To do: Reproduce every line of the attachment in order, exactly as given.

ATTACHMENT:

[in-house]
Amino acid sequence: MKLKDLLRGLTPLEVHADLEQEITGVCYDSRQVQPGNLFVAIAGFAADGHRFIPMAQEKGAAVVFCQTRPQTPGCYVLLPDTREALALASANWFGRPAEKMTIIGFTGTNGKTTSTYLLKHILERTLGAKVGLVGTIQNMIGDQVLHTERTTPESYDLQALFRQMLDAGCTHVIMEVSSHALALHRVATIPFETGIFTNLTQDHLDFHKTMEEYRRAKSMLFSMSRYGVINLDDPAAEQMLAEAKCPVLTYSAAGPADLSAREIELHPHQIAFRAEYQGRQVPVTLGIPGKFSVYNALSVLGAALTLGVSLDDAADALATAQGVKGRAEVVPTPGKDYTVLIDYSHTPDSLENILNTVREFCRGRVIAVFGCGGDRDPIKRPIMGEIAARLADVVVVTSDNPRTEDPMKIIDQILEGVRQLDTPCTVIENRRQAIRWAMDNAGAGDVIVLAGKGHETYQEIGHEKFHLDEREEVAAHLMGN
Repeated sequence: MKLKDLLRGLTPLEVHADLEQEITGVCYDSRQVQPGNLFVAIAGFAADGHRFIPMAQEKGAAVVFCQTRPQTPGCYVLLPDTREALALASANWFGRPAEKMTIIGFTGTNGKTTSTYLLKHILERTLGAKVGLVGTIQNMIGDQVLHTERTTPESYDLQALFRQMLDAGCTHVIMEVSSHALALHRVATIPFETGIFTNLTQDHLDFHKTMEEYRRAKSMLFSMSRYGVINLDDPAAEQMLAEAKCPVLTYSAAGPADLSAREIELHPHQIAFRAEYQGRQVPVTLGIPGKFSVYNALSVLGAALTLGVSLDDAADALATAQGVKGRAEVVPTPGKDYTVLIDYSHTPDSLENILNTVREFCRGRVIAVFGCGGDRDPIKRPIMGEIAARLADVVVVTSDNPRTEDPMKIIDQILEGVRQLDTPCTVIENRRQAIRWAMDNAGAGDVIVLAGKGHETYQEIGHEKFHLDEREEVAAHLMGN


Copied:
[in-house]
Amino acid sequence: MKLKDLLRGLTPLEVHADLEQEITGVCYDSRQVQPGNLFVAIAGFAADGHRFIPMAQEKGAAVVFCQTRPQTPGCYVLLPDTREALALASANWFGRPAEKMTIIGFTGTNGKTTSTYLLKHILERTLGAKVGLVGTIQNMIGDQVLHTERTTPESYDLQALFRQMLDAGCTHVIMEVSSHALALHRVATIPFETGIFTNLTQDHLDFHKTMEEYRRAKSMLFSMSRYGVINLDDPAAEQMLAEAKCPVLTYSAAGPADLSAREIELHPHQIAFRAEYQGRQVPVTLGIPGKFSVYNALSVLGAALTLGVSLDDAADALATAQGVKGRAEVVPTPGKDYTVLIDYSHTPDSLENILNTVREFCRGRVIAVFGCGGDRDPIKRPIMGEIAARLADVVVVTSDNPRTEDPMKIIDQILEGVRQLDTPCTVIENRRQAIRWAMDNAGAGDVIVLAGKGHETYQEIGHEKFHLDEREEVAAHLMGN
Repeated sequence: MKLKDLLRGLTPLEVHADLEQEITGVCYDSRQVQPGNLFVAIAGFAADGHRFIPMAQEKGAAVVFCQTRPQTPGCYVLLPDTREALALASANWFGRPAEKMTIIGFTGTNGKTTSTYLLKHILERTLGAKVGLVGTIQNMIGDQVLHTERTTPESYDLQALFRQMLDAGCTHVIMEVSSHALALHRVATIPFETGIFTNLTQDHLDFHKTMEEYRRAKSMLFSMSRYGVINLDDPAAEQMLAEAKCPVLTYSAAGPADLSAREIELHPHQIAFRAEYQGRQVPVTLGIPGKFSVYNALSVLGAALTLGVSLDDAADALATAQGVKGRAEVVPTPGKDYTVLIDYSHTPDSLENILNTVREFCRGRVIAVFGCGGDRDPIKRPIMGEIAARLADVVVVTSDNPRTEDPMKIIDQILEGVRQLDTPCTVIENRRQAIRWAMDNAGAGDVIVLAGKGHETYQEIGHEKFHLDEREEVAAHLMGN